"When I learned to hunt as a boy from my father, we used milk jugs or crab buoys that we painted black," Bourne recalled. "Now, we use realistic decoys attached to a decoy net. With it, we can put out a cluster of decoys in a tight area. The birds naturally swim into the current, so I clip a long line to the back of the net. That allows decoys on that line to look like they’re in a perfect line to approach the other birds in the cluster."

Sometimes, sea duck hunters wave black flags at birds flying in the distance. Similar to the concept of mechanical spinning-wing decoys, birds see the flash from long distances. That black flash replicates the wings of scoters preparing to land.

During our hunt, surf scoters steadily came into our decoys in singles, pairs and small flocks all morning until we bagged our limit of drakes. It’s hard to judge distances in open, featureless water, so it’s crucial to place the decoys within shooting range of the boat. Magnum No. 2 or BB loads with tight chokes are necessary to down these tough birds. Sometimes, we easily dropped a duck on the first shot, only to have it dive and resurface at extreme range. Some swimming cripples required multiple shots to kill them.


"Surf scoters are a little bigger than mallards, but 5,000 times tougher," Bourne quipped. "They can take a lot of punishment."

Surf scoters and black, or common, scoters are the predominant sea duck species in Chesapeake Bay. A white-wing scoter is a trophy here. White-wings are larger with a very significant white patch on the wing. Bourne also shoots long-tailed ducks, though they typically prefer deeper water than scoters.

Both Virginia and Maryland set different seasons for sea ducks and other waterfowl and designate special sea duck hunting zones, so be sure to check the regulations before hunting.

Big Water Waterfowl Action
Historic Jamestown. (Photo by John N. Felsher)

Area Attractions

Explore the storied national and hunting history of Chesapeake Bay.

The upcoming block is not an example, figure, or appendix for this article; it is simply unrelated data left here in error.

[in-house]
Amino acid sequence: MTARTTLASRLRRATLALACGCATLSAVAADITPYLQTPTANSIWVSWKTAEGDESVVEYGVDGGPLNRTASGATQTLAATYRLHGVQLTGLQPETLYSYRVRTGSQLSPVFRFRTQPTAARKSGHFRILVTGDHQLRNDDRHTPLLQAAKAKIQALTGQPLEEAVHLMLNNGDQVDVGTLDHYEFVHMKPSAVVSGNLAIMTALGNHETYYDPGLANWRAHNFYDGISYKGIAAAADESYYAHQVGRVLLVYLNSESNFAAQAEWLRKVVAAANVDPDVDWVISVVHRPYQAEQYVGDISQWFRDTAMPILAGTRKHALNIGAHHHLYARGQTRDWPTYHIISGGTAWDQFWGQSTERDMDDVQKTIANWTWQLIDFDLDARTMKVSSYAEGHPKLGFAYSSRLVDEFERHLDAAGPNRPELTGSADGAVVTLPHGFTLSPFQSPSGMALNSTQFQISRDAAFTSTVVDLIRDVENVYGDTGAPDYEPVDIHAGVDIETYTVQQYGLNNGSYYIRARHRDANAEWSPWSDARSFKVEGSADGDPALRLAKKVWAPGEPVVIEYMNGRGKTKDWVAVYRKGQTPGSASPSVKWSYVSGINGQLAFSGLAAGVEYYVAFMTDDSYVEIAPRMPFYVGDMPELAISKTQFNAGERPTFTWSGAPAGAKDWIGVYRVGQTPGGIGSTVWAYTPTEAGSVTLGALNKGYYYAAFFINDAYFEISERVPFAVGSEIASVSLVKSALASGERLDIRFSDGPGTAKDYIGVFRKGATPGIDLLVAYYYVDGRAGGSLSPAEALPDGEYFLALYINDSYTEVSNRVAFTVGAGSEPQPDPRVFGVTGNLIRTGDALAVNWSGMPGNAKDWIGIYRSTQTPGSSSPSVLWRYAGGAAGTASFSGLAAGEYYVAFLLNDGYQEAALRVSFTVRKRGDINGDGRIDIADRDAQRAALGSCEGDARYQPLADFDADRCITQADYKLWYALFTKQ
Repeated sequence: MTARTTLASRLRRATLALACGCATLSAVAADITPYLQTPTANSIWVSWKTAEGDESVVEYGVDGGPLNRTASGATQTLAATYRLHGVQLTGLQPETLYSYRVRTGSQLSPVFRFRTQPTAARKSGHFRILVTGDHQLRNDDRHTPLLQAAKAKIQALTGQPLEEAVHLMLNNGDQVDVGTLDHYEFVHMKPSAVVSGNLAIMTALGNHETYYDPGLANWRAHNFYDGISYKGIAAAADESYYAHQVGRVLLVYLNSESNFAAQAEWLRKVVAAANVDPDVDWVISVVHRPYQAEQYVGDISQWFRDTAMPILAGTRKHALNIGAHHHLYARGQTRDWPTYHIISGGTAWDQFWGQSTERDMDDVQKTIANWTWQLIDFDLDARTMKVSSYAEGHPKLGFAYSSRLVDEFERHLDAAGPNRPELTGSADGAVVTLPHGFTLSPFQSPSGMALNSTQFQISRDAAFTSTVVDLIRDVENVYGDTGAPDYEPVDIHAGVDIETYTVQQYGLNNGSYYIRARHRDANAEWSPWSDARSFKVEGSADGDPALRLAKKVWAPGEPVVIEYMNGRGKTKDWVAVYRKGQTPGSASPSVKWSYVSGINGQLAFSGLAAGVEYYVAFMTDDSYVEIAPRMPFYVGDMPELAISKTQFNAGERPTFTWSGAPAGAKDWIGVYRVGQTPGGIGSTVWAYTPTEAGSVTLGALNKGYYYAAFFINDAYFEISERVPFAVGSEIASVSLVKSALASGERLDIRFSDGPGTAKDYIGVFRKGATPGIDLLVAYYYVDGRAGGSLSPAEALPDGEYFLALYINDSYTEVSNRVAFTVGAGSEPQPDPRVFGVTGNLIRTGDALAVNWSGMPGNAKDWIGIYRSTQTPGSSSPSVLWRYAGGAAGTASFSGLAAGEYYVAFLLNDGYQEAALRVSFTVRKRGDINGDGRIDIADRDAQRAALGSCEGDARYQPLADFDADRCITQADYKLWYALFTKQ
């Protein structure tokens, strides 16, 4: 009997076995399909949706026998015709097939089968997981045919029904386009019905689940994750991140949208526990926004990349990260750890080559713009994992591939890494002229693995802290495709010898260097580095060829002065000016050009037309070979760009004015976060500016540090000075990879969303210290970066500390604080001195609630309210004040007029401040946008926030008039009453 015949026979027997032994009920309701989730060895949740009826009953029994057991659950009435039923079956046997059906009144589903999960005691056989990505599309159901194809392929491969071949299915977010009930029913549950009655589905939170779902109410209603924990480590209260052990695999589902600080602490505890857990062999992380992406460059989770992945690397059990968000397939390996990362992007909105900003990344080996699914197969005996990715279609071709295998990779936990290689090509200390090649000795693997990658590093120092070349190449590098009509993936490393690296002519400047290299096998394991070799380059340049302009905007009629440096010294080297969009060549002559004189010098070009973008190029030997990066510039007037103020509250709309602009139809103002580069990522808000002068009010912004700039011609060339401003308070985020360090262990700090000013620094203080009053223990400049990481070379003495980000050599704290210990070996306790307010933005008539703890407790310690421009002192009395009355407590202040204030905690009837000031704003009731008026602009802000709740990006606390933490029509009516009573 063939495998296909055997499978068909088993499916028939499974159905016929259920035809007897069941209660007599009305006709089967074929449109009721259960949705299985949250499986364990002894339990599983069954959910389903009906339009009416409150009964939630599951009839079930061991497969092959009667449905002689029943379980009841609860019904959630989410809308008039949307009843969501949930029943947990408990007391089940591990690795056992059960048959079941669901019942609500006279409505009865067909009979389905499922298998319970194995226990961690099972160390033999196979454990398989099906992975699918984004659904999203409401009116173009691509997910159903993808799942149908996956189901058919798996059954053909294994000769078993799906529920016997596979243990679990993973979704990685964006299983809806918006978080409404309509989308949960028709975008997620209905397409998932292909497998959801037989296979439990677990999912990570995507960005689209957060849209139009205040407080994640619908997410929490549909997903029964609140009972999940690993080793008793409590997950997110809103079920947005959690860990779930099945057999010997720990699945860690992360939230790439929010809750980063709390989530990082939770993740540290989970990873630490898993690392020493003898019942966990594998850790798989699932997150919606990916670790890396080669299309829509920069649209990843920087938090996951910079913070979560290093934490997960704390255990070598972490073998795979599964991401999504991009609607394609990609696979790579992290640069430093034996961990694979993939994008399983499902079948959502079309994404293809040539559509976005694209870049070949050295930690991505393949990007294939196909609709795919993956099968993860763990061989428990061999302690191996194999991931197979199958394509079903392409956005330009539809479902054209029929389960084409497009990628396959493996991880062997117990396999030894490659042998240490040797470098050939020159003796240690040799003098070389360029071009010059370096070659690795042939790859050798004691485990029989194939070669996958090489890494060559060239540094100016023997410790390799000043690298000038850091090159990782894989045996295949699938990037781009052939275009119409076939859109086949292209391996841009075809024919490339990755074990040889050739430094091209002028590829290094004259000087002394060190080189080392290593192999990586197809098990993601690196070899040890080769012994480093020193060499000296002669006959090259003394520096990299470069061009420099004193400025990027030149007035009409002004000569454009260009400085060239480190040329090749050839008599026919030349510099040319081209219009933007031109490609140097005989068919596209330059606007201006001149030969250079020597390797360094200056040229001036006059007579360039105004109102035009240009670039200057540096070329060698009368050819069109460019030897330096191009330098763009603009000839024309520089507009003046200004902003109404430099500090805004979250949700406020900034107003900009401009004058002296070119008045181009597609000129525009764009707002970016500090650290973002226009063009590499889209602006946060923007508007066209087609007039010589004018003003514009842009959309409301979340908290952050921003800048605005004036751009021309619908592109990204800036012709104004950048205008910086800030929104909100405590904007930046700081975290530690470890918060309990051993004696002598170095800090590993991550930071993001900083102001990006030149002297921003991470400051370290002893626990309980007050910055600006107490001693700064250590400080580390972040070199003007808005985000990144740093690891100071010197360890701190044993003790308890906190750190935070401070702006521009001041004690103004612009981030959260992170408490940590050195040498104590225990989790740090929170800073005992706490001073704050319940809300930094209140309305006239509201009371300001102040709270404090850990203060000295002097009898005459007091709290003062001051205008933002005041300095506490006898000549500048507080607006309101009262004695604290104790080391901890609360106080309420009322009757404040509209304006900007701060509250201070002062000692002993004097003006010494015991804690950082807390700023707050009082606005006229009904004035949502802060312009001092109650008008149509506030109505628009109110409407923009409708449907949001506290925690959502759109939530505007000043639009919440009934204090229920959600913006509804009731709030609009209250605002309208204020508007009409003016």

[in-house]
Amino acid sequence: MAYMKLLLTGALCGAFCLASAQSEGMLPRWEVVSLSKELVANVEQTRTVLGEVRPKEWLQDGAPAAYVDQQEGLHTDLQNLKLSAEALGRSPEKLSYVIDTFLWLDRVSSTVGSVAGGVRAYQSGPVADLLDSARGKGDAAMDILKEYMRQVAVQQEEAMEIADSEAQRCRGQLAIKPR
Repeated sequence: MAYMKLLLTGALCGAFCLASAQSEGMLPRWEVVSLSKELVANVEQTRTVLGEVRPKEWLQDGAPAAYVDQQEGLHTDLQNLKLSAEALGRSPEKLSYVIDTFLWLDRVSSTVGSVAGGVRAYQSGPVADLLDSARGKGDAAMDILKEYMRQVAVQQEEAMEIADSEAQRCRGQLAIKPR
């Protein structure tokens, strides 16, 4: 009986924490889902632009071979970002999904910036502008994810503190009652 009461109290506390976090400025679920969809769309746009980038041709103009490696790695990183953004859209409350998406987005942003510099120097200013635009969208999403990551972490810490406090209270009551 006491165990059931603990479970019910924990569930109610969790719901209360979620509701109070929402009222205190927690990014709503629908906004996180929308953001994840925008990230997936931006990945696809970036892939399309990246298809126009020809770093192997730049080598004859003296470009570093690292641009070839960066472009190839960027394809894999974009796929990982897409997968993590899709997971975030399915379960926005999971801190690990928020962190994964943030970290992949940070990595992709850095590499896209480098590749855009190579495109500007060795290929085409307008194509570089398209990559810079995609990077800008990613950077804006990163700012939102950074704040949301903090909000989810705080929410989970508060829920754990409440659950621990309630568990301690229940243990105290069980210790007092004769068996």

Perhaps no other waterbody more richly connects with both the history of the United States and waterfowl hunting than Chesapeake Bay. Europeans first visited the area in the early 16th century, but Native Americans hunted here for millennia before that.

Just up the James River from Newport News, Va., visitors can explore a replica of the Jamestown settlement established in 1607 or visit the colonial capital of historic Williamsburg. A short drive from either, history buffs can tour the Yorktown battlefield where George Washington defeated the British Army in the last major battle of the Revolutionary War.

On the Maryland side, waterfowlers might visit the Chesapeake Bay Maritime Museum in St. Michaels. The museum highlights the history, environment and culture of the Chesapeake Bay region and includes a section on the history of waterfowling in the area. If visiting the weekend of Nov. 12, check out the 50th annual Waterfowl Festival in Easton.

Local communities provide accommodations and facilities on both sides of the bay. Sample the famed Chesapeake Bay crab cakes and other seafood at many waterfront restaurants.

From Bay to Plate

Sea ducks can make for a surprisingly delicious meal.

Sea ducks don’t enjoy a favorable reputation as table fare, but the birds are quite tasty if prepared correctly. Some describe the mild, flavorful meat as tasting like venison tenderloin, and the birds can be prepared in many ways. You could breast them out and fry the boneless chunks, or wrap the breasts in bacon and grill them. Add a little barbecue sauce and season to taste. Others put the breasts or quarters in stews and gumbos. Or you can slow-cook them with assorted vegetables, mushrooms and other ingredients of choice.

I cooked ours by first seasoning the skinned duck breasts with Cajun seasoning, garlic powder, onion powder and a hint of ginger. Next, I heated a cast iron skillet to a low to medium-low heat and melted bacon grease in the skillet. Once the grease was melted, I added the seasoned duck breasts and slowly sautéed the meat and seasonings in the skillet, flipping the meat every five minutes. After four flips, the breasts were ready to eat. The meat was served over rice with gravy and some bread on the side to soak up the gravy. — Daniel J. Felsher